3 T butter or margarine, melted

Pour water into a 3-qt pan to a depth of 1 inch. Add potatoes, cover, and bring to a boil over high heat. Reduce the heat to medium and cook until tender when pierce (about 25 minutes). Drain well, peel and cut into 1/4-inch-thick slices.

Arrange half the slices in a greased shallow 2-quart casserole or baking dish. Top with half the bacon and half the onions. In a small bowl, combine milk and sour cream; spread half the milk mixture over onions, then sprinkle with 1/2 cup of cheese. Season to taste with salt and pepper. Repeat layers. Sprinkle croutons on top and drizzle with butter.

Bake, uncovered, in a 350 degree oven for 30 minutes or until heated through. Makes 6 servings.

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Side Dishes, Vegetables

Cauliflower with Cheese Sauce

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Here’s the cookbook that still resides on Mom’s counter. It’s missing the title pages and the tape that reattached the last page of the index, but the duck tape repairs on the spine still hold.

It’s been a part of the Stein kitchen as long as the boys can remember, and it’s filled with treasures and memory.

Mom didn’t ever share a recipe for this, but it started with a classic white sauce and a high quality cheddar, so this is the one from the Good Housekeeping Cook Book.

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I always marvel at how simple this really is.

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Stirring and stirring is the  key to smooth white sauce – while adding the milk slowly.

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Medium White Sauce (cream sauce)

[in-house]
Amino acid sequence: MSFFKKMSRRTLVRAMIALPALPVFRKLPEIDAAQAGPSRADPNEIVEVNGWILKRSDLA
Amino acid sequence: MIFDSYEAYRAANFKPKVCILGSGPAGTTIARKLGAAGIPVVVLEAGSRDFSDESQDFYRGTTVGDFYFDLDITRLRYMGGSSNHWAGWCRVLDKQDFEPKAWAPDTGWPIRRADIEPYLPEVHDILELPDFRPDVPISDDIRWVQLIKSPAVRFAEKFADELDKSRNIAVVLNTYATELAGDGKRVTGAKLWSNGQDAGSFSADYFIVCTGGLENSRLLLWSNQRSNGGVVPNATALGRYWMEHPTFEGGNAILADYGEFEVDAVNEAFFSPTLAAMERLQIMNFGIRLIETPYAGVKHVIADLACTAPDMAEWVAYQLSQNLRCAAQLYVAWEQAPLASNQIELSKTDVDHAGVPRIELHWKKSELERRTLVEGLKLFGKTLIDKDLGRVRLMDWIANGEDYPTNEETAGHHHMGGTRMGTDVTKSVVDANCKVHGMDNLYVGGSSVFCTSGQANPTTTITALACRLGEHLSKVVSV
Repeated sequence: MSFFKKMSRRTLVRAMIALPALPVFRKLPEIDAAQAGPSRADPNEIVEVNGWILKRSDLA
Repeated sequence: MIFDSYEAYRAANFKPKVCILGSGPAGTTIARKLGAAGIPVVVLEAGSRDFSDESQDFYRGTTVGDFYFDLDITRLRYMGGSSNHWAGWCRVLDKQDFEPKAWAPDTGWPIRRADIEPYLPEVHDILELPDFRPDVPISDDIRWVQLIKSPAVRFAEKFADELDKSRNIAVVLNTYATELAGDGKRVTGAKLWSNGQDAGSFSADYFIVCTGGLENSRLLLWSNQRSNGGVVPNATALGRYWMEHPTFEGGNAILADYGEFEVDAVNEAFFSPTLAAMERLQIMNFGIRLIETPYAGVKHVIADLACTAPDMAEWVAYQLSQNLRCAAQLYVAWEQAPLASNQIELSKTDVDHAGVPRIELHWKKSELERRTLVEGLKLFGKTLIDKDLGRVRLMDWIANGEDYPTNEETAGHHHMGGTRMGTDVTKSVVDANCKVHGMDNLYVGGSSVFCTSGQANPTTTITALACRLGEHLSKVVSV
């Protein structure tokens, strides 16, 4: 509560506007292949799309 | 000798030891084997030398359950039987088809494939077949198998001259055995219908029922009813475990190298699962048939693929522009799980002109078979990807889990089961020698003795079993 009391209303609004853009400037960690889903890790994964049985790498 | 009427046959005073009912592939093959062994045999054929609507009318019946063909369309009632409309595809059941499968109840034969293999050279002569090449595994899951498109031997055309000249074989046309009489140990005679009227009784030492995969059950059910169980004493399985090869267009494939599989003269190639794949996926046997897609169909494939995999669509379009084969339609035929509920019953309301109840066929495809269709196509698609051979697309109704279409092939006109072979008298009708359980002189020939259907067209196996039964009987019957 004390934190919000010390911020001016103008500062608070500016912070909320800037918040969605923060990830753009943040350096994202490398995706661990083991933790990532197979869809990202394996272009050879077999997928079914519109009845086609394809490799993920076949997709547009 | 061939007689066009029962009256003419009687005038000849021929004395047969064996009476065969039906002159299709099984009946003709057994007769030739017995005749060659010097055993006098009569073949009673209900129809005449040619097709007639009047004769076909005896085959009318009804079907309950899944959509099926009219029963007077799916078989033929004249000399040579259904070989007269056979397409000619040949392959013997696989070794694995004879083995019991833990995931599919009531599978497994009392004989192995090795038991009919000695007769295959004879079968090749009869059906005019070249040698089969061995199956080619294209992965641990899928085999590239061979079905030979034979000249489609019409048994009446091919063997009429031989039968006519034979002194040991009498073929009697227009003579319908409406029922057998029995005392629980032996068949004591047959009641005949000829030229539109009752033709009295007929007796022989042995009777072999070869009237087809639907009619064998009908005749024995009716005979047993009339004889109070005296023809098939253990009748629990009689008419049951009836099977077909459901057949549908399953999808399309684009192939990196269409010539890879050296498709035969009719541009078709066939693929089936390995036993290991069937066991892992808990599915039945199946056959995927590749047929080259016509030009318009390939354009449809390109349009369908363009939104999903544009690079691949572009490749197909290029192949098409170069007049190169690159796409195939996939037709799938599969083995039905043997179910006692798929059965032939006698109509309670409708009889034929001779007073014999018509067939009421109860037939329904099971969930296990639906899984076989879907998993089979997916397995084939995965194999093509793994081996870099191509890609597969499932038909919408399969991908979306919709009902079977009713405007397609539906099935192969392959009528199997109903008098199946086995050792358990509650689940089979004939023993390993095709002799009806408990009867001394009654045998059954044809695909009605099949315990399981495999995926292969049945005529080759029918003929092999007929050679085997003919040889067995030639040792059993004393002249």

2 Tablespoons butter or margarine

2 Tablespoons flour (some people prefer to reduce flour to 1-1/2 T)

Speck pepper

1/2 tesaspoon salt

Dash paprika

1 cup milk, or part milk and part light cream

1. In double boiler (or in saucepan over low heat), melt butter; add flour, pepper, salt, paprika; stir until blended, smooth.

2. Slowly add milk, stirring constantly to avoid lumps.

3. Cook, stirring, until smooth and thickened. Makes one cup.

To make cheese sauce, add 1/2 to 1 cup grated cheese and dash cayenne pepper. *

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Our cauliflower was cooked in chunks. Not nearly as lovely as that whole globe.

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*Notes

This original recipe calls for mustard powder here but I never remember that being used in the Stein kitchen. In my memory, maybe my own Mother’s addition of cayenne makes its way in here, but I’m fairly certain it was a part of LaVerne’s sauce, too.

A double boiler was never used, just a good heavy saucepan.

Always use a high quality cheddar. In the Stein’s house, it was invariably Tillamook.

My husband and I couldn’t agree on how the cauliflower was cooked, though it was always whole. Was it boiled or steamed? It was always lovely in the serving dish, that warm pale yellow cheese sauce flowing down the sides of the head of cauliflower.

He doesn’t remember this, but as I recall, his Mom made cheese sauce for broccoli sometimes, too. When our daughter disdained all vegetables except raw ones, she would eat cooked broccoli this way with pleasure. All the various Steins can correct me if I’m wrong…

Do you remember a sauce that made everything better?